Not to be too narcissistic, but I’m extremely frustrated. All week long I’ve been working on analyzing arguments in my Critical Thinking courses. This week the students were to complete this straightforward (as I naively thought) assignment that I’ve used several times over the last couple of years:
Find an argument from a newspaper or a similar source (editorial pages would be the most appropriate place to look–be sure to attach the article) and do the following:
1. Paraphrase the argument and identify the premise(s) and the conclusion. Number the premises and identify the conclusion (as C).
2. Determine whether the premises are in a dependent or independent relationship with each other.
3. Indicate whether the argument is deductive or inductive.
4. Evaluate the argument. Is it a good argument? Why or why not?
Out of the 4 sections of around 20-25 students each, I can count on my two hands how many students did this assignment properly. The mistake? Many students turned in news stories that may have reported on a study, a dispute, or included a quotation of someone commenting on some issue or another rather than an actual, sustained argument from the op-ed page. This is utterly baffling to me. Perhaps it’s that I’m a lousy teacher, but I don’t understand how one can mistake a simple news story for an argument. Moreover, how could one spend the time isolating the “premises” in a straightforward, “hard” news report about a sequence of events, e.g. “Yesterday in Boston, X was shot, Police think Y is a suspect, Y is now in custody.” Utterly baffling, simply depressing.
My feed reader recommended this blog to me…as a recent student I thought I might have some insight into this confusion. When you ask your students to find an argument, it can appear that you are asking them to find a claim about one subject or another. In an op-ed letter, this would be a very clear instance on what someone is claiming as true or not true. In what seems to be straightforward news stories, there are many claims implied or suggested by choice of language, studies cited as opposed to as omitted, or even as you state, between two disputes of two parties. Claims that stem from the subjects of the story, or maybe claims that the journalist is making in the framing of the story.
I don’t necessarily think that your assignment was confusing, but I do think that students are becoming more aware of these sorts of issues, especially in the context of a critical thinking course. This, combined with the fact that I don’t really know anyone who would go to an op-ed page in the course of their day-to-day life before a blog, for example, for an argumentative statement, could make for a large majority of the students completing the assignment incorrectly.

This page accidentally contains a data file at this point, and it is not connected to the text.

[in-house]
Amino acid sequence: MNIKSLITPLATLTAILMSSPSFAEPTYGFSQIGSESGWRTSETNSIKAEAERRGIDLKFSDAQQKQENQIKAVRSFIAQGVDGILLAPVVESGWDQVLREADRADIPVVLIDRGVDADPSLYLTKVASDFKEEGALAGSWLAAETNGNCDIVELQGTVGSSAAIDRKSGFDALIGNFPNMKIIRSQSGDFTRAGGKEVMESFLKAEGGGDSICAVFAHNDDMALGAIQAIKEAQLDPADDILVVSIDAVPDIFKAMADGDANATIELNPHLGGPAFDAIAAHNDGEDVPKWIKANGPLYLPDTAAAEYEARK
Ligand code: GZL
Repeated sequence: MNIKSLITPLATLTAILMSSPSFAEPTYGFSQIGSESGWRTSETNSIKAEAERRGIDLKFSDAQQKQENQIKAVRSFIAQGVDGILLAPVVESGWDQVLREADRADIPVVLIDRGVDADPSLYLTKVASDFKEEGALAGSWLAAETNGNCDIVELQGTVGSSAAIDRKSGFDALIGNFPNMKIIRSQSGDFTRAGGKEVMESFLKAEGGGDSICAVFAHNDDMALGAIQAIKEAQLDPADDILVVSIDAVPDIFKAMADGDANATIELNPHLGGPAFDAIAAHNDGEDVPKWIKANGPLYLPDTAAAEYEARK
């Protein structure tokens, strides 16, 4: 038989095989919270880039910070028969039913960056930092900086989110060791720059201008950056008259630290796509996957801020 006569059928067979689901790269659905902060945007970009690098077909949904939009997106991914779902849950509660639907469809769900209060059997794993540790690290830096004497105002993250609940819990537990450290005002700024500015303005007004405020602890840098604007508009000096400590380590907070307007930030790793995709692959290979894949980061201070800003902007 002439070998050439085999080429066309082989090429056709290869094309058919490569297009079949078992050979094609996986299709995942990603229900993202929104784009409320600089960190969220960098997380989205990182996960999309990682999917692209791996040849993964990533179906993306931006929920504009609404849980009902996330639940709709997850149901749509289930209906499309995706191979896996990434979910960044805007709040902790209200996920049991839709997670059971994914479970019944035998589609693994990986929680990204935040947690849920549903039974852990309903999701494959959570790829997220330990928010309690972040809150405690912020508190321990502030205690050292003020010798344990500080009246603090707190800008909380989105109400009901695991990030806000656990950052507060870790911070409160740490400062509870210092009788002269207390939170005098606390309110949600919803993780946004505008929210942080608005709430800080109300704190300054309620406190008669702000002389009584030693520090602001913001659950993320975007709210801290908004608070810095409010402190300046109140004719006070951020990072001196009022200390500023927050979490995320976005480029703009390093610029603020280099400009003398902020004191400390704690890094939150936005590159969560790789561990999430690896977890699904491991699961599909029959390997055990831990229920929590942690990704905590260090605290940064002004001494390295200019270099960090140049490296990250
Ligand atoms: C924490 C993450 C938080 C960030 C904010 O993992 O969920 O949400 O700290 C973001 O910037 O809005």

Thanks for your comment, Bridget. I’ve been asking my students about this. Overall, the mistakes you note above, and the mistakes that my students keep making, is confusing an argument with an explanation or even worse, a report about a sequence of events or state of affairs. I specifically directed students to the editorial pages to avoid such confusion, whether or not my students have ever glanced at an editorial page is to me, somewhat irrelevant.
who is this mysterious Feed Reader? this blog’s being recommended is long overdue! Shahar, sorry about your daily battles – picture of Woody as a Sperm is so revealing of the true nature of Teacher-Student relationships, isn’t it?
That movie always makes me laugh out loud, what’s the line, something to the effect of: “I’m not ready…What if he’s masturbating? I’ll end up on the wall!” Another sperm cell retorts, “You took an oath to fertilize or die trying.”
I’d rather be recommended by an algorithm driving an intentionless feed reader than a blind Homer…or something like that.
I’d go to an op-ed page. In fact if there’s anything in the paper I read, I go straight for that. And I had this assignment in my sophomore year English 200 class, which was essentially Logic. It doesn’t seem to be a new kind of assignment that students would be entirely unfamiliar with… Maybe people are just getting dumber. or more dumb. Which is it? Dammit… now my comment sounds stupid. I’ll say critically challenged instead.